Try number 1: Because it was metal I decided on a first coat of primer. In the end, it didn’t matter and I didn’t need it. But how do you like my high-tech method of letting the paint dry on a knob?

Try number 2 (below left): Old White. Boring.

Try number 3 (below right): Old White with clear wax and then black wax. Not bad. I could have applied even more black wax but I wanted to try another method.

 

Try number 4 (below left): Old White rubbed directly with black wax (no clear coat in between). Black wax on its own is more of a stain. It did have an interesting look, almost a silver tone on the white, but it still wasn’t what I was looking for. I took out the mineral spirits to clean off the wax .

Try number 5 (below right): This is what it looks like when you grab the wrong can and, instead of mineral spirits, dump a glob of paint remover on the paint you had so carefully applied. When I was done cleaning this toxic product off of my unprotected skin and calling myself all sorts of names, I took a look. This might be a method to catalog for another time. But not this time.

 

Try number 6: I gave up on the Old White and went to Graphite. This is the first coat.

Two coats of Graphite and an application of black wax gave me what I was looking for. What I really wanted was so much easier than what I thought I wanted!

The table, by the way, was one of a set of three I bought together. This is Charlie checking out my work. Charlie is the reason I have to watch out for dog hair in my paint.

Try number 7: Since the knob had been painted Old White and then Graphite, I sanded down some of the Graphite to reveal the white. I liked it. Finally, success.

What I learned:

  • Pay attention to the product label before you open it!
  • Don’t be afraid to experiment.
  • Mistakes are a learning experience.
  • Sometimes simple is best.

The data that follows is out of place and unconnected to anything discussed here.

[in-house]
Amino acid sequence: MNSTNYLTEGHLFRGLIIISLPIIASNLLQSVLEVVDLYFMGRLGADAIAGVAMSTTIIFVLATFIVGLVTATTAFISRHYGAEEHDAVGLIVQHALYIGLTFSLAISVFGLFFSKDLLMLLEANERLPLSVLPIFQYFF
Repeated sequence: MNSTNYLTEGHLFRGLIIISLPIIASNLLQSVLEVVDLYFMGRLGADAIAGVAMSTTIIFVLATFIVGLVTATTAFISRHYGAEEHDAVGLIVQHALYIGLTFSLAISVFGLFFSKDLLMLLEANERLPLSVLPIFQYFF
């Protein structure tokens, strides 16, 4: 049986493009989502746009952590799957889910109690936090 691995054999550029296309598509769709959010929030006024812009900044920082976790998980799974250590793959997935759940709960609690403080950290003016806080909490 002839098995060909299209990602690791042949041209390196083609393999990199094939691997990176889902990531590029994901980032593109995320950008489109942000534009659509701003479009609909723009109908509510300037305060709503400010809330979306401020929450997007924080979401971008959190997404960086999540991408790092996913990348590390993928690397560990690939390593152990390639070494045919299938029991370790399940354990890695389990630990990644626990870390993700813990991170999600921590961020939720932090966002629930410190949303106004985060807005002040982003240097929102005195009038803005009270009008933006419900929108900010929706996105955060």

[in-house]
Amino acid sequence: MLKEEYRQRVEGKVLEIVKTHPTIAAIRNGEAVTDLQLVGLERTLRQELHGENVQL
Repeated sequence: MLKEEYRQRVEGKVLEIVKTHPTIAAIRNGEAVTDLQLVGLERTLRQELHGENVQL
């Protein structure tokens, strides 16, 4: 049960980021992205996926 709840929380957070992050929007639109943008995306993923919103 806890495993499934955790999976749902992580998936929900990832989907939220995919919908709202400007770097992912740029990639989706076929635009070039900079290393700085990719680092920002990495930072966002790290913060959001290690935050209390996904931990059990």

• If at first you don’t succeed, try and try again.

karenraelevine.com

Flower Sifter

While cleaning out my kitchen cabinets I found an old sifter. I use flour from time to time but “sifter” is no longer part of my baking vocabulary. It was about to go in the donation bag when a word from my high school French popped into my head. Fleur. The sifter was saved.

It looked like this.

sifter-before

With my new “repurpose it” eyes, I saw it as a flower pot with built-in drainage. I painted the sifter with two coats of leftover Antoinette  from my high chair project. The color matched one of two lonely saucers I owned.

If your sifter is new, remove the label. You can soak it in sudsy water and scrub it off. Goo Gone works well on stubborn glue. I didn’t paint the inside of the sifter all the way down because I knew it wouldn’t show.

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I cut a two circles of coco liner in the bottom. Coco liner is the stuff you see on hanging flower baskets. The circles don’t have to be exact.

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Squish in the coco liner in the bottom. It absorbs the water, keeps the soil moist, and prevents overflow when watering. Fill with soil and a plant — preferably a flowering plant to keep the pun intact. If you’re thumb is as brown as mine, you can create an artificial flower arrangement instead.

I’m sure you’re dying to know how I decorated the pink sifter. I love to play with words. The French word, “fleur” is close to the English word, “flour.” And what is my sifter for? Flowers, which in French is “fleur”  Flour. Fleur. Flower. Get it? I crack myself up.

A single flower is “la fleur” and a bunch of them is “les fleurs.” You can download the lettering I used here.les-fleurs-cropped

I  used the tried and true method of rubbing pencil on the back, flipping it over and using the point of the pencil to transfer the lettering. The rectangle outline helped me position the the transfer. I knew I would cover the transfer with a dark paint pen so using a pencil transfer was not a problem.